Brevard Zoo Conservation Report 2016 - Page 18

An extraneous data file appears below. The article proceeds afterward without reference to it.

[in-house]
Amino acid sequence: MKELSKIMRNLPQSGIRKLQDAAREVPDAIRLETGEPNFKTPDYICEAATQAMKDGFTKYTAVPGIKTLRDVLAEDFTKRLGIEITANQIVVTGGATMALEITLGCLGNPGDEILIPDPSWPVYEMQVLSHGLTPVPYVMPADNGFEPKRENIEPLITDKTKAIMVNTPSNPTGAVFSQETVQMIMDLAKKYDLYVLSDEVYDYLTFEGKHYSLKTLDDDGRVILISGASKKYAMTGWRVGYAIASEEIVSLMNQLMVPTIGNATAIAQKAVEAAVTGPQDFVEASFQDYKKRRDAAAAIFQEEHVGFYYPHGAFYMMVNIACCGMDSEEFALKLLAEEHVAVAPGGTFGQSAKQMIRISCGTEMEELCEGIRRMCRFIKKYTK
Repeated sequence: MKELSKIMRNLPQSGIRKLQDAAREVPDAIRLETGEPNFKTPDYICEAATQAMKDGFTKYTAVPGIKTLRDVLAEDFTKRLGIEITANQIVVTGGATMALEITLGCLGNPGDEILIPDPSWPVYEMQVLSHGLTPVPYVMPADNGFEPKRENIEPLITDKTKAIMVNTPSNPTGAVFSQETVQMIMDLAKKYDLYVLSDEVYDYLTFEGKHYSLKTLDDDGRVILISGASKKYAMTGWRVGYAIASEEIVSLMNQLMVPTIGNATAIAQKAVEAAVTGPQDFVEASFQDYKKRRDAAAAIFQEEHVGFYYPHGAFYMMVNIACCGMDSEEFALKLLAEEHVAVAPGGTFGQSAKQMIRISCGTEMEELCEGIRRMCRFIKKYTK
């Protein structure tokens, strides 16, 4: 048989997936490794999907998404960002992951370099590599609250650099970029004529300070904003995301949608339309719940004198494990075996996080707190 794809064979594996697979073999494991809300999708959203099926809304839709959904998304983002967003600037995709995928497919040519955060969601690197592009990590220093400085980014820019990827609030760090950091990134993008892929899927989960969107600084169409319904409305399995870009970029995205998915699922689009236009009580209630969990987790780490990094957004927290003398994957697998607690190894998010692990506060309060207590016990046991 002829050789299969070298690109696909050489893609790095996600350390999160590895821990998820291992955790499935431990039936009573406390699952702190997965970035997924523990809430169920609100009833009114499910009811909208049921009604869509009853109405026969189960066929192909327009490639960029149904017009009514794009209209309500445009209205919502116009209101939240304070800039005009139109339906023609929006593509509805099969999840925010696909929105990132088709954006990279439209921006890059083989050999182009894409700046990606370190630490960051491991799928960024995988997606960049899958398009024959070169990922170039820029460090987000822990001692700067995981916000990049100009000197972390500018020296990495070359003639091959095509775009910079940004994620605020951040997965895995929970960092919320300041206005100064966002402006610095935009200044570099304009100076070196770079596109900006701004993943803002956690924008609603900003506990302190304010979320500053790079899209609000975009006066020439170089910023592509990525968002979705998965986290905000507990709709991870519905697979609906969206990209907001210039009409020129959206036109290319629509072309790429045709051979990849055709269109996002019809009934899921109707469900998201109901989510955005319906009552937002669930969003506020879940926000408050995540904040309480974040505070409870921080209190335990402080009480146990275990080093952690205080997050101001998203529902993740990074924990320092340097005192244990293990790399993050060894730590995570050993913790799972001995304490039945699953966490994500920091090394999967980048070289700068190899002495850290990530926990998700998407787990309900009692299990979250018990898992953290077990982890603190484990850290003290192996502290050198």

FrogWatch Surveys A canary in the coal mine Frogs and toads are very sensitive to pollution, climate change, habitat loss and disease, which makes them good indicators of environmental health. Unfortunately, about 41% of amphibian species are at risk of extinction (source: Nature), so scientists are scrambling to understand the impact human activities have on amphibian populations worldwide. In late 2010, we formed a local chapter of FrogWatch USA, which is a direct initiative of the Association of Zoos and Aquariums (AZA). FrogWatch is a citizen science program that depends on community volunteers to observe and report their findings. They are trained to listen for and identify frog calls. AZA has been compiling all the information submitted by FrogWatch citizen scientists over the past 15 years into an extensive database, which can tell scientists a lot about changes in population size, the presence of rare or invasive amphibian species and frogs’ responses to environmental stressors. These findings are then used to help develop conservation strategies designed to protect amphibians and their ecosystems all over the world. >D  id you know? Wetlands provide a habitat for fish nurseries, recharge groundwater by filtering impurities and hold back floodwaters. Over the course of the last 200 years, the U.S. has lost more than 50% of its wetlands. 17 200+ citizen scientists trained through Brevard Zoo 100+ FrogWatch chapters collecting data worldwide 41% of amphibian species are at risk of extinction